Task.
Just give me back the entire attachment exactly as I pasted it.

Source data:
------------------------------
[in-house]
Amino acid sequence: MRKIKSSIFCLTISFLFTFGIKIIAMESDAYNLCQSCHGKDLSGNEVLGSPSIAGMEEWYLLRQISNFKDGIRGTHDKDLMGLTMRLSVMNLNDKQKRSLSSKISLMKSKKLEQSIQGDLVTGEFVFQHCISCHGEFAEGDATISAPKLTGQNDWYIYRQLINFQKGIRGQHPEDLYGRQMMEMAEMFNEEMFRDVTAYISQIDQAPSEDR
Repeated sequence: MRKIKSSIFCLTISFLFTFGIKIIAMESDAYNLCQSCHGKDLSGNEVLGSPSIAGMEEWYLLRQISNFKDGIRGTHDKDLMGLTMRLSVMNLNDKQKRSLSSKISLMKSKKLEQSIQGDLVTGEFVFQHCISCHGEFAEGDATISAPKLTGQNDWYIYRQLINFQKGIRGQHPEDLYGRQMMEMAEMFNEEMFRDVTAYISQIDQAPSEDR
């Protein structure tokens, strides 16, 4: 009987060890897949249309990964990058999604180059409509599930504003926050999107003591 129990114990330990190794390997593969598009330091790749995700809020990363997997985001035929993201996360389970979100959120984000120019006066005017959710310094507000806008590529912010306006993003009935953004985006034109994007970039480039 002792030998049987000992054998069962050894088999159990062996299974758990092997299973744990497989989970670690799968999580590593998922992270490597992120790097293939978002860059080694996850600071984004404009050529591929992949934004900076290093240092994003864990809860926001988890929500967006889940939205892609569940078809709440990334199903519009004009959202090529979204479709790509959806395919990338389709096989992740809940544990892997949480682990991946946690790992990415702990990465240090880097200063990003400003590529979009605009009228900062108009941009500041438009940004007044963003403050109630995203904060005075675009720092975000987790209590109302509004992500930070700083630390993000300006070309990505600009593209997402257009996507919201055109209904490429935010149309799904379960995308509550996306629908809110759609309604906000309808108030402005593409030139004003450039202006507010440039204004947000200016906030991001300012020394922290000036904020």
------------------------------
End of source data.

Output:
[in-house]
Amino acid sequence: MRKIKSSIFCLTISFLFTFGIKIIAMESDAYNLCQSCHGKDLSGNEVLGSPSIAGMEEWYLLRQISNFKDGIRGTHDKDLMGLTMRLSVMNLNDKQKRSLSSKISLMKSKKLEQSIQGDLVTGEFVFQHCISCHGEFAEGDATISAPKLTGQNDWYIYRQLINFQKGIRGQHPEDLYGRQMMEMAEMFNEEMFRDVTAYISQIDQAPSEDR
Repeated sequence: MRKIKSSIFCLTISFLFTFGIKIIAMESDAYNLCQSCHGKDLSGNEVLGSPSIAGMEEWYLLRQISNFKDGIRGTHDKDLMGLTMRLSVMNLNDKQKRSLSSKISLMKSKKLEQSIQGDLVTGEFVFQHCISCHGEFAEGDATISAPKLTGQNDWYIYRQLINFQKGIRGQHPEDLYGRQMMEMAEMFNEEMFRDVTAYISQIDQAPSEDR
């Protein structure tokens, strides 16, 4: 009987060890897949249309990964990058999604180059409509599930504003926050999107003591 129990114990330990190794390997593969598009330091790749995700809020990363997997985001035929993201996360389970979100959120984000120019006066005017959710310094507000806008590529912010306006993003009935953004985006034109994007970039480039 002792030998049987000992054998069962050894088999159990062996299974758990092997299973744990497989989970670690799968999580590593998922992270490597992120790097293939978002860059080694996850600071984004404009050529591929992949934004900076290093240092994003864990809860926001988890929500967006889940939205892609569940078809709440990334199903519009004009959202090529979204479709790509959806395919990338389709096989992740809940544990892997949480682990991946946690790992990415702990990465240090880097200063990003400003590529979009605009009228900062108009941009500041438009940004007044963003403050109630995203904060005075675009720092975000987790209590109302509004992500930070700083630390993000300006070309990505600009593209997402257009996507919201055109209904490429935010149309799904379960995308509550996306629908809110759609309604906000309808108030402005593409030139004003450039202006507010440039204004947000200016906030991001300012020394922290000036904020």